Week 33: Asian American Hate Crimes

March 23, 2021

Up until the start of the Coronavirus outbreak, the predominant stereotype surrounding Asian Americans was that of the model minority. This narrative emerged after World War II as the economic success of many Asian Americans led them to be viewed as the “ideal immigrant of color”. This being said, there is a long history in the United States of exclusionary white-only immigration policies as racist stereotypes of Asians as unclean and uncivilized were promulgated. These xenophobic ideas have had both legislative and cultural consequences throughout history and have been exacerbated in the past year due to Coronavirus.

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Week 32: Voting Rights in the Wake of the 2020 Election

March 8, 2021

The issue of voting rights was easily one of the most important and publicized aspects of the 2020 election, with politicians arguing ardently in support of or against provisions expanding mail-in voting and laws that add additional barriers (voter ID laws, signature check, etc).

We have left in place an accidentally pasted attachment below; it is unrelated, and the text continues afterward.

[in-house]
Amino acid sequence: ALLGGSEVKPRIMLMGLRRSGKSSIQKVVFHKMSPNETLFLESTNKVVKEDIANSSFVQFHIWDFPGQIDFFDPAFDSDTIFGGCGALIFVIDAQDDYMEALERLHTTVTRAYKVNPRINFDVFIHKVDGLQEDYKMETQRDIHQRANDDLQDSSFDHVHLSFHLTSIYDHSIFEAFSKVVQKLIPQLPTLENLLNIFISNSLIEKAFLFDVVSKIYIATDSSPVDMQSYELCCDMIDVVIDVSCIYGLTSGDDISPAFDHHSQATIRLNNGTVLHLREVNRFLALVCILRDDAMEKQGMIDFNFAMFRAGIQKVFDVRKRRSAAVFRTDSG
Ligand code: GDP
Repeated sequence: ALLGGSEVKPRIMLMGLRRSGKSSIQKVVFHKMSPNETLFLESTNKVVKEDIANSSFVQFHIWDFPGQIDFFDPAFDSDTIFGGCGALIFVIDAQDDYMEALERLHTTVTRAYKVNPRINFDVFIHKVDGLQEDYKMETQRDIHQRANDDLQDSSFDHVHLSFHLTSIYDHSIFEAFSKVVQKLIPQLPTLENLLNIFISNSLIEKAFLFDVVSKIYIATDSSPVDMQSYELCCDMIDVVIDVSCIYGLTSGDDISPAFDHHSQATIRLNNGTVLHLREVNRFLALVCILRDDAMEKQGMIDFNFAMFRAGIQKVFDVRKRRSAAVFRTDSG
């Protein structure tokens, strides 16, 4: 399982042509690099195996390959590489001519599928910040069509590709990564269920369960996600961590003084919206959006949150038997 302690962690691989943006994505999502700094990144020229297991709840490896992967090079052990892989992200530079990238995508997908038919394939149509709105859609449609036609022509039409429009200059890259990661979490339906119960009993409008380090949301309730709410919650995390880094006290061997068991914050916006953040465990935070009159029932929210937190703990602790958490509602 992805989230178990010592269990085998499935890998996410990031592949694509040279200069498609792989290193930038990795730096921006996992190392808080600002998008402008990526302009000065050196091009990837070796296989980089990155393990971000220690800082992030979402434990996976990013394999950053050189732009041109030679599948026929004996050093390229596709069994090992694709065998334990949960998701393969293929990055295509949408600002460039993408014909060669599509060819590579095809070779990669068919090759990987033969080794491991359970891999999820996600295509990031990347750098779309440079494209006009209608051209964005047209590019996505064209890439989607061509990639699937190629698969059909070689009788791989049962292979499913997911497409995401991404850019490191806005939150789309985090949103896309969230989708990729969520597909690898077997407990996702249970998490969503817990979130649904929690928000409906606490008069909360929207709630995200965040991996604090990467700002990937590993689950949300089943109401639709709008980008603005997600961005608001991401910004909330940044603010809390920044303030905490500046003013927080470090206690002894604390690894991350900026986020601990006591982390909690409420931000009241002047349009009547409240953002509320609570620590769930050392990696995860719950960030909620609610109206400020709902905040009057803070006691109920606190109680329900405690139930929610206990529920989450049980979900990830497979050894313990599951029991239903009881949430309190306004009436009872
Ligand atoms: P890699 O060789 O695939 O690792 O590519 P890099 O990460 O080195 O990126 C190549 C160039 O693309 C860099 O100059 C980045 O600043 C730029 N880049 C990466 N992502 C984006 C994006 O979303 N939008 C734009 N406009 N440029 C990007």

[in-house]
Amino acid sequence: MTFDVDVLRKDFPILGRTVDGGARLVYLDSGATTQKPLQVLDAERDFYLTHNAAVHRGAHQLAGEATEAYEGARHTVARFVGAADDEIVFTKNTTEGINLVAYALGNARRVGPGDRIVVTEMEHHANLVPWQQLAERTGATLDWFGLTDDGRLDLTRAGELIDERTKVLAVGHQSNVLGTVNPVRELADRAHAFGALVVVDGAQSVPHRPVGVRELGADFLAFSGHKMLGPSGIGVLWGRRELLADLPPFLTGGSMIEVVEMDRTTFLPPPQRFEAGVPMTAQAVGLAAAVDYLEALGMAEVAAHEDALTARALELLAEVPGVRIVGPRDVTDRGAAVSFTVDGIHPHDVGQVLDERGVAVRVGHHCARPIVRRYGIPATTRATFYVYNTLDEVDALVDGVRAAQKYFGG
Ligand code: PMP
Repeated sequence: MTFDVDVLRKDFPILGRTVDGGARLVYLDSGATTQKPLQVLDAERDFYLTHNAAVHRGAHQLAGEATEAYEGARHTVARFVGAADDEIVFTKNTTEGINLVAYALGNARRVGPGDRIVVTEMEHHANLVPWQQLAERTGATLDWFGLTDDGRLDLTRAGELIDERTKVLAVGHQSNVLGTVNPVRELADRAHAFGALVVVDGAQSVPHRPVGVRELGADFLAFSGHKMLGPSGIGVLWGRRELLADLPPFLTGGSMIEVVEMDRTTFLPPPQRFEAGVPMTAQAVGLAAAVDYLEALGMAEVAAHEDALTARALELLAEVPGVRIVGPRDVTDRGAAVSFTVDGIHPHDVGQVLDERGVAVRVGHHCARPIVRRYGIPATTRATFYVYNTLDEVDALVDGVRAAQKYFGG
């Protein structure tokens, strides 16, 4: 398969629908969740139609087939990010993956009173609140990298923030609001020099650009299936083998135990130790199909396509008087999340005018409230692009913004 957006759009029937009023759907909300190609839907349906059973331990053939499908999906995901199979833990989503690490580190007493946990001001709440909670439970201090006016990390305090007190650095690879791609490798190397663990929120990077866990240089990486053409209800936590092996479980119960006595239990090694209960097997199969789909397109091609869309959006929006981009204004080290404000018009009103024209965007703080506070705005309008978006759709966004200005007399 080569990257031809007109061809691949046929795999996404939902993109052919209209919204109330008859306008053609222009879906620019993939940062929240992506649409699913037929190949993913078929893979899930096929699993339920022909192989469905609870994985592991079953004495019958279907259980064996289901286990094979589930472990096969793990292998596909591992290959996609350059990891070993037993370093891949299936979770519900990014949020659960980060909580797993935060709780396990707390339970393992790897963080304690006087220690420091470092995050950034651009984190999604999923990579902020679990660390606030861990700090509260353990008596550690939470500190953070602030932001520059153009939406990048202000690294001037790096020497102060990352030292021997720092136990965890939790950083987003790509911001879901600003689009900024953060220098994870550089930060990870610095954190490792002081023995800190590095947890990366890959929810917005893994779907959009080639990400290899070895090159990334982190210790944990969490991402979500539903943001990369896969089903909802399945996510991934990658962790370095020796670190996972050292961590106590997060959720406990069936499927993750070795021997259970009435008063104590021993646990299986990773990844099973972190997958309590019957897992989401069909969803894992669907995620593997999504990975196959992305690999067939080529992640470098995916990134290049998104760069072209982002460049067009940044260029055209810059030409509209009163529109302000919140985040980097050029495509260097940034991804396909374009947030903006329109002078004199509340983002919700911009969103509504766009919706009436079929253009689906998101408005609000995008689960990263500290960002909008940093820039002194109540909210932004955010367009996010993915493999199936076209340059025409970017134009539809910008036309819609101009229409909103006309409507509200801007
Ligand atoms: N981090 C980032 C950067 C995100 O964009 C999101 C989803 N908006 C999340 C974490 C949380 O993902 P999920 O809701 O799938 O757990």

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Week 31: Farmer Protests in India

March 4, 2021

On August 9, 2020, one of the largest protests in world history began in New Delhi, India. Tens of thousands of farmers took the streets, forming blockades to five major highways leading into the capital and setting up camps outside the city limits to protest new agricultural regulations. To show their solidarity, over 250 million Indian citizens participated in a 24-hour strike.

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Week 30: The Texas Power Grid

February 24, 2021

This past week, national attention has shifted to the state of Texas, which has been suffering from a deadly mismanagement of winter storms. The crisis began on February 10th and has continued throughout the month. While the extremely cold temperatures experienced this month are uncommon in Texas, what has been more shocking is the dismal government response and the underlying concerns that have allowed the situation to escalate.

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Week 29: Stacey Abrams

February 9, 2021